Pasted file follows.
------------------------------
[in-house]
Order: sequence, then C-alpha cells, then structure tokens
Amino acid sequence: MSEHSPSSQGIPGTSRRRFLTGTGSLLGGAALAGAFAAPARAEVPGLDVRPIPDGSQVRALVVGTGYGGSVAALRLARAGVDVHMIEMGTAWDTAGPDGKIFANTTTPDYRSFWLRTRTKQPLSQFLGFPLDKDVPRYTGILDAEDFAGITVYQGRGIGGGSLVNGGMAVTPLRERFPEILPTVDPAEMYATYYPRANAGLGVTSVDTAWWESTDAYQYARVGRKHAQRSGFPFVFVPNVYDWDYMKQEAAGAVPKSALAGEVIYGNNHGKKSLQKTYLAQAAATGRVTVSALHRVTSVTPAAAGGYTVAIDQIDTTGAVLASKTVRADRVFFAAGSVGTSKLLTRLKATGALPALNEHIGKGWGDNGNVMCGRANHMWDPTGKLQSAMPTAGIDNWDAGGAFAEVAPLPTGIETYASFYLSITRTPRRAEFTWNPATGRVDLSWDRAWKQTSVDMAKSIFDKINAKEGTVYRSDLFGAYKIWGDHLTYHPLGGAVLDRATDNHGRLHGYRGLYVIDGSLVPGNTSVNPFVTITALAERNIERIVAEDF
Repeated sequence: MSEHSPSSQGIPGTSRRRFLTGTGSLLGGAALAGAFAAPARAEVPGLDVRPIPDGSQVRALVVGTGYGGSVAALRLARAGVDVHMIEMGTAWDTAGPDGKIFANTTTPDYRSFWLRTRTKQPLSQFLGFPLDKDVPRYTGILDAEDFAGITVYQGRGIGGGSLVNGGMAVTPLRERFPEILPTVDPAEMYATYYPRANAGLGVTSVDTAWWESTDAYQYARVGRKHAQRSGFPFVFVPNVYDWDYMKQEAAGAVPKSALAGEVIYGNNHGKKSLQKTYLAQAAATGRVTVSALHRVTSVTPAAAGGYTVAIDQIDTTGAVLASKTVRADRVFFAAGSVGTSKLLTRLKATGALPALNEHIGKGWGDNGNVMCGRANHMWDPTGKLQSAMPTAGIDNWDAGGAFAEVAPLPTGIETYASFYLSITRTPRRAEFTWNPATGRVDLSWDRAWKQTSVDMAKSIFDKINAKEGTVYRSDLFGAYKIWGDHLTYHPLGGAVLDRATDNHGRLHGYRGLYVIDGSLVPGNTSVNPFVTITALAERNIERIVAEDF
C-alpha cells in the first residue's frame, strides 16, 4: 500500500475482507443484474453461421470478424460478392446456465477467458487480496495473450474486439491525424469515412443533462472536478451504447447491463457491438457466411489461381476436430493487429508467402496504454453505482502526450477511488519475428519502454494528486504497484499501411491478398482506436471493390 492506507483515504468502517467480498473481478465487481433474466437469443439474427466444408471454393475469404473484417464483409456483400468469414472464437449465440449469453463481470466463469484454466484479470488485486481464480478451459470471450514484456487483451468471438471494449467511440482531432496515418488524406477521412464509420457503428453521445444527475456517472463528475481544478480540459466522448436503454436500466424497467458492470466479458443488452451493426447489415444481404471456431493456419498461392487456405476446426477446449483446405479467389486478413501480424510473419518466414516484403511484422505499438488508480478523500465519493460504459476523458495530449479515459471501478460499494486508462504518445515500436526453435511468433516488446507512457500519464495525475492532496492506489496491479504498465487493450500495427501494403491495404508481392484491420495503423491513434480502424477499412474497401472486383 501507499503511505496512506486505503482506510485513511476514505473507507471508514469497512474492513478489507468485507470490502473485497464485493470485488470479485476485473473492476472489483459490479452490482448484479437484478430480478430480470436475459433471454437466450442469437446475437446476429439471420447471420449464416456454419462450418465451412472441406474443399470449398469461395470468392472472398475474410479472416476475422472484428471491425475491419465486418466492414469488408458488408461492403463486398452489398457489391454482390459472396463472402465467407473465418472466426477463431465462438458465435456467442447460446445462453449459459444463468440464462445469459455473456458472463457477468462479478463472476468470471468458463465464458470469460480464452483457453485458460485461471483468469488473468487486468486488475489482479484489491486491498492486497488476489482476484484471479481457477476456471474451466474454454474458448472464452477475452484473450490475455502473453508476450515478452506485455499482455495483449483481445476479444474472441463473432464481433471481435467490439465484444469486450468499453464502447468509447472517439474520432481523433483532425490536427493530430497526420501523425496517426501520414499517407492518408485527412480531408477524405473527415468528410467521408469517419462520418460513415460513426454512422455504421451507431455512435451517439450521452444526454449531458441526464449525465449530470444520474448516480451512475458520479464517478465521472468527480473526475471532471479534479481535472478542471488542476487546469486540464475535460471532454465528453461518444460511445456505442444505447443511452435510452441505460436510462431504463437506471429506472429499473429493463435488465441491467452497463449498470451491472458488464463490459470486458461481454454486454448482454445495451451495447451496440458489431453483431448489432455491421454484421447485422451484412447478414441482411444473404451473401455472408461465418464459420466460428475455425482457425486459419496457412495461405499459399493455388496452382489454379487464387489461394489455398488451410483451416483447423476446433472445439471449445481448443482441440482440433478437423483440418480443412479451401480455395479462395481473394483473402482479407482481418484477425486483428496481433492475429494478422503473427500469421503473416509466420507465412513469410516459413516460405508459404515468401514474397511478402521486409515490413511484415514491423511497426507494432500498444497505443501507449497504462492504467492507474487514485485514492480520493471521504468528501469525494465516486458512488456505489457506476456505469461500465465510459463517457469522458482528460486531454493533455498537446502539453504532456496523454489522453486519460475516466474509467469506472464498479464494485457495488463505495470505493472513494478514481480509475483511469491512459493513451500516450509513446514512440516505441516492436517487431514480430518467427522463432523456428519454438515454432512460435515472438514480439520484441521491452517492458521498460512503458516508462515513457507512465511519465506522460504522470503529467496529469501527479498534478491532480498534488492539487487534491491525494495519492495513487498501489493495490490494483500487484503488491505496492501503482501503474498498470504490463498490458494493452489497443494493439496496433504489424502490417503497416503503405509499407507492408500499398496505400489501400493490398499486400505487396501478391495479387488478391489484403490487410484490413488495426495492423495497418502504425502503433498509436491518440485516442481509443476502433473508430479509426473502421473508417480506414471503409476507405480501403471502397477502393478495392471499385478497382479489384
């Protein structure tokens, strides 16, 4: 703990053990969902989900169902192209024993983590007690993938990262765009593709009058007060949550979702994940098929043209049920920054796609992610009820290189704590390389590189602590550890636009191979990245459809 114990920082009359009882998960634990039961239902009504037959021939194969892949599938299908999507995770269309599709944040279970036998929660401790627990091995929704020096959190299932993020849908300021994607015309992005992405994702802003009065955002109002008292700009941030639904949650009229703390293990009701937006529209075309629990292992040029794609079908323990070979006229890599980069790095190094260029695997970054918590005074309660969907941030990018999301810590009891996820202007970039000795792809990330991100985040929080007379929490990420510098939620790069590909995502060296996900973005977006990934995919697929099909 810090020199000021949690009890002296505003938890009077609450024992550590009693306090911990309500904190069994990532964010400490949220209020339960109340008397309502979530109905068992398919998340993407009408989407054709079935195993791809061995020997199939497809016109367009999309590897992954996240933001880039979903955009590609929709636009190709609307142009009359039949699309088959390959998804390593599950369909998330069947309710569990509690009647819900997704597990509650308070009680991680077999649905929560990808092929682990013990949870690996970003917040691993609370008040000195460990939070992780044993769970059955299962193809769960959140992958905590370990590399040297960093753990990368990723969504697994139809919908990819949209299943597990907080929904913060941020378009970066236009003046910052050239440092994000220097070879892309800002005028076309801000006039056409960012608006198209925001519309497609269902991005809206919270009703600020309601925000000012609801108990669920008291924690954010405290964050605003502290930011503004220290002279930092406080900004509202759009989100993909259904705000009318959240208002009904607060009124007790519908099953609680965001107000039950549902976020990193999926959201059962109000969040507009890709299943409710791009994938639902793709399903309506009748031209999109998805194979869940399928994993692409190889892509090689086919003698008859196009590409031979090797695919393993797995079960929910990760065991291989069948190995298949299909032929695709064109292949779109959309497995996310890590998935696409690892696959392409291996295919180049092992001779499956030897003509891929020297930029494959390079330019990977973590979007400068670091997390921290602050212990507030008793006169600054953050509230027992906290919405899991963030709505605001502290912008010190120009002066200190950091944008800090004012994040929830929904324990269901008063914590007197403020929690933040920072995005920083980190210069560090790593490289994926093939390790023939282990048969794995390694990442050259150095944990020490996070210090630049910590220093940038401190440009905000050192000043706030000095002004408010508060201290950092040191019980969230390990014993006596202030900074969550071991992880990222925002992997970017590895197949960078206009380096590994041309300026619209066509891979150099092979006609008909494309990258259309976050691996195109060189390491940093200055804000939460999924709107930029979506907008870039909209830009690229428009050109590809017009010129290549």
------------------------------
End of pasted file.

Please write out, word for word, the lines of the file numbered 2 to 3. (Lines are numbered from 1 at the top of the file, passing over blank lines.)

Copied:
Order: sequence, then C-alpha cells, then structure tokens
Amino acid sequence: MSEHSPSSQGIPGTSRRRFLTGTGSLLGGAALAGAFAAPARAEVPGLDVRPIPDGSQVRALVVGTGYGGSVAALRLARAGVDVHMIEMGTAWDTAGPDGKIFANTTTPDYRSFWLRTRTKQPLSQFLGFPLDKDVPRYTGILDAEDFAGITVYQGRGIGGGSLVNGGMAVTPLRERFPEILPTVDPAEMYATYYPRANAGLGVTSVDTAWWESTDAYQYARVGRKHAQRSGFPFVFVPNVYDWDYMKQEAAGAVPKSALAGEVIYGNNHGKKSLQKTYLAQAAATGRVTVSALHRVTSVTPAAAGGYTVAIDQIDTTGAVLASKTVRADRVFFAAGSVGTSKLLTRLKATGALPALNEHIGKGWGDNGNVMCGRANHMWDPTGKLQSAMPTAGIDNWDAGGAFAEVAPLPTGIETYASFYLSITRTPRRAEFTWNPATGRVDLSWDRAWKQTSVDMAKSIFDKINAKEGTVYRSDLFGAYKIWGDHLTYHPLGGAVLDRATDNHGRLHGYRGLYVIDGSLVPGNTSVNPFVTITALAERNIERIVAEDF